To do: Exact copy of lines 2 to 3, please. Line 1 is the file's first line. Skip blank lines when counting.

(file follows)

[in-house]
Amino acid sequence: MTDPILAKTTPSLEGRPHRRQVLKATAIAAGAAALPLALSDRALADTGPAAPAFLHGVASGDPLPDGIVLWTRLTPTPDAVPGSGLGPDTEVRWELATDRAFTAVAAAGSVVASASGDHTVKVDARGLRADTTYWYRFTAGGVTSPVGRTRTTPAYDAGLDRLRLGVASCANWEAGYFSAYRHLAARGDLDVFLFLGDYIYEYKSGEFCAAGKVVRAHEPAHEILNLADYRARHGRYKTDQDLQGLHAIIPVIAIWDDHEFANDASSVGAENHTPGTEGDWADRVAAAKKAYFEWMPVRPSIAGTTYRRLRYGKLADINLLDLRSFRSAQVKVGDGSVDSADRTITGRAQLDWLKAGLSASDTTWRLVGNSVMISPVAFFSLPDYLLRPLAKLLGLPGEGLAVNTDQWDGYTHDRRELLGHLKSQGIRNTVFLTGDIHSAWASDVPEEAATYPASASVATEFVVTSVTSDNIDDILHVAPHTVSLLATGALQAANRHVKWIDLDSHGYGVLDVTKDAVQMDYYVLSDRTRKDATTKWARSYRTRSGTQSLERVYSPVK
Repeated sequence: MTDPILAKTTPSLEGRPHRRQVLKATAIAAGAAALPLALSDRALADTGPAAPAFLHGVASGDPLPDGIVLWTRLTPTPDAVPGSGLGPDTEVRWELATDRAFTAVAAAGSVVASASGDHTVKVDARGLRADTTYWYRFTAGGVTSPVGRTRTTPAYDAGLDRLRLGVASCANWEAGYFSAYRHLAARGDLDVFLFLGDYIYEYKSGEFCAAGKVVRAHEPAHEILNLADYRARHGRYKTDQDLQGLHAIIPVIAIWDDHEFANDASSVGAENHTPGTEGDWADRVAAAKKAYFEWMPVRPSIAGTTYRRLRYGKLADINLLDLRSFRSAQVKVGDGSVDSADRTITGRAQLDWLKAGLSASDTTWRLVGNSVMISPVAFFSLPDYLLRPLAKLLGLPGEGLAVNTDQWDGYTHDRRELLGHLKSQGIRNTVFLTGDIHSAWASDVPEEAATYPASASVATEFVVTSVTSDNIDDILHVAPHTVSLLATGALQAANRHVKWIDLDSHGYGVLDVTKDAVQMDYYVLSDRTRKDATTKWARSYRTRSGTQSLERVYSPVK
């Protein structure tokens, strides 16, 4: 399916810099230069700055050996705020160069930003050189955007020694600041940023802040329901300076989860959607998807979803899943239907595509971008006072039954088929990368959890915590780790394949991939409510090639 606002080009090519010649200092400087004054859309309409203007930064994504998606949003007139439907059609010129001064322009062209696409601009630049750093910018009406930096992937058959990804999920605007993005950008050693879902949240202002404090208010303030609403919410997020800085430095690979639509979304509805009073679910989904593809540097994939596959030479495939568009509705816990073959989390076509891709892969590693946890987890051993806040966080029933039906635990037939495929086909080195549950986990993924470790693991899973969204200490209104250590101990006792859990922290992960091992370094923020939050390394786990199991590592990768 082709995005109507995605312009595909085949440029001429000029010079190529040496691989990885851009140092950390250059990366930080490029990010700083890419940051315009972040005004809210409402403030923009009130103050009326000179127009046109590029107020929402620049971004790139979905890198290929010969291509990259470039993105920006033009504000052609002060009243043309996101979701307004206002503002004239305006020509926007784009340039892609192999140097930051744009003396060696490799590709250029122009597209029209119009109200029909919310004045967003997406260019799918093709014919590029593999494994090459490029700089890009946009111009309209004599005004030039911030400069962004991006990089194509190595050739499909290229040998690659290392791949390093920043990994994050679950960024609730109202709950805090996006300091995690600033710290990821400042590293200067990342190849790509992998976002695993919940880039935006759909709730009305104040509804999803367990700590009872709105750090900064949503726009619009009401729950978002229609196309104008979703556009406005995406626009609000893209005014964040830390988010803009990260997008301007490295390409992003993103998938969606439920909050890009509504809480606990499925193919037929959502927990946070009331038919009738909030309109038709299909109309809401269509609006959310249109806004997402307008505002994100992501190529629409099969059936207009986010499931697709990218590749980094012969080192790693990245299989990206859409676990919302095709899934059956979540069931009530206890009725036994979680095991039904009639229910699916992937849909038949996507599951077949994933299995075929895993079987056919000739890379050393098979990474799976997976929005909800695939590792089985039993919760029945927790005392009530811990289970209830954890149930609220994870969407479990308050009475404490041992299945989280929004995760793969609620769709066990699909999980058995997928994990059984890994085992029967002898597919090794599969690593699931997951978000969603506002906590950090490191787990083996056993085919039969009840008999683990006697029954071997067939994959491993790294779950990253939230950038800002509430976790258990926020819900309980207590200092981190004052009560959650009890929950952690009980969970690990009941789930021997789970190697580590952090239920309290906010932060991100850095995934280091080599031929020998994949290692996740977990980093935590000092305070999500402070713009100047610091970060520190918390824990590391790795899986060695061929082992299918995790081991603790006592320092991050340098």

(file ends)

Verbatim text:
Amino acid sequence: MTDPILAKTTPSLEGRPHRRQVLKATAIAAGAAALPLALSDRALADTGPAAPAFLHGVASGDPLPDGIVLWTRLTPTPDAVPGSGLGPDTEVRWELATDRAFTAVAAAGSVVASASGDHTVKVDARGLRADTTYWYRFTAGGVTSPVGRTRTTPAYDAGLDRLRLGVASCANWEAGYFSAYRHLAARGDLDVFLFLGDYIYEYKSGEFCAAGKVVRAHEPAHEILNLADYRARHGRYKTDQDLQGLHAIIPVIAIWDDHEFANDASSVGAENHTPGTEGDWADRVAAAKKAYFEWMPVRPSIAGTTYRRLRYGKLADINLLDLRSFRSAQVKVGDGSVDSADRTITGRAQLDWLKAGLSASDTTWRLVGNSVMISPVAFFSLPDYLLRPLAKLLGLPGEGLAVNTDQWDGYTHDRRELLGHLKSQGIRNTVFLTGDIHSAWASDVPEEAATYPASASVATEFVVTSVTSDNIDDILHVAPHTVSLLATGALQAANRHVKWIDLDSHGYGVLDVTKDAVQMDYYVLSDRTRKDATTKWARSYRTRSGTQSLERVYSPVK
Repeated sequence: MTDPILAKTTPSLEGRPHRRQVLKATAIAAGAAALPLALSDRALADTGPAAPAFLHGVASGDPLPDGIVLWTRLTPTPDAVPGSGLGPDTEVRWELATDRAFTAVAAAGSVVASASGDHTVKVDARGLRADTTYWYRFTAGGVTSPVGRTRTTPAYDAGLDRLRLGVASCANWEAGYFSAYRHLAARGDLDVFLFLGDYIYEYKSGEFCAAGKVVRAHEPAHEILNLADYRARHGRYKTDQDLQGLHAIIPVIAIWDDHEFANDASSVGAENHTPGTEGDWADRVAAAKKAYFEWMPVRPSIAGTTYRRLRYGKLADINLLDLRSFRSAQVKVGDGSVDSADRTITGRAQLDWLKAGLSASDTTWRLVGNSVMISPVAFFSLPDYLLRPLAKLLGLPGEGLAVNTDQWDGYTHDRRELLGHLKSQGIRNTVFLTGDIHSAWASDVPEEAATYPASASVATEFVVTSVTSDNIDDILHVAPHTVSLLATGALQAANRHVKWIDLDSHGYGVLDVTKDAVQMDYYVLSDRTRKDATTKWARSYRTRSGTQSLERVYSPVK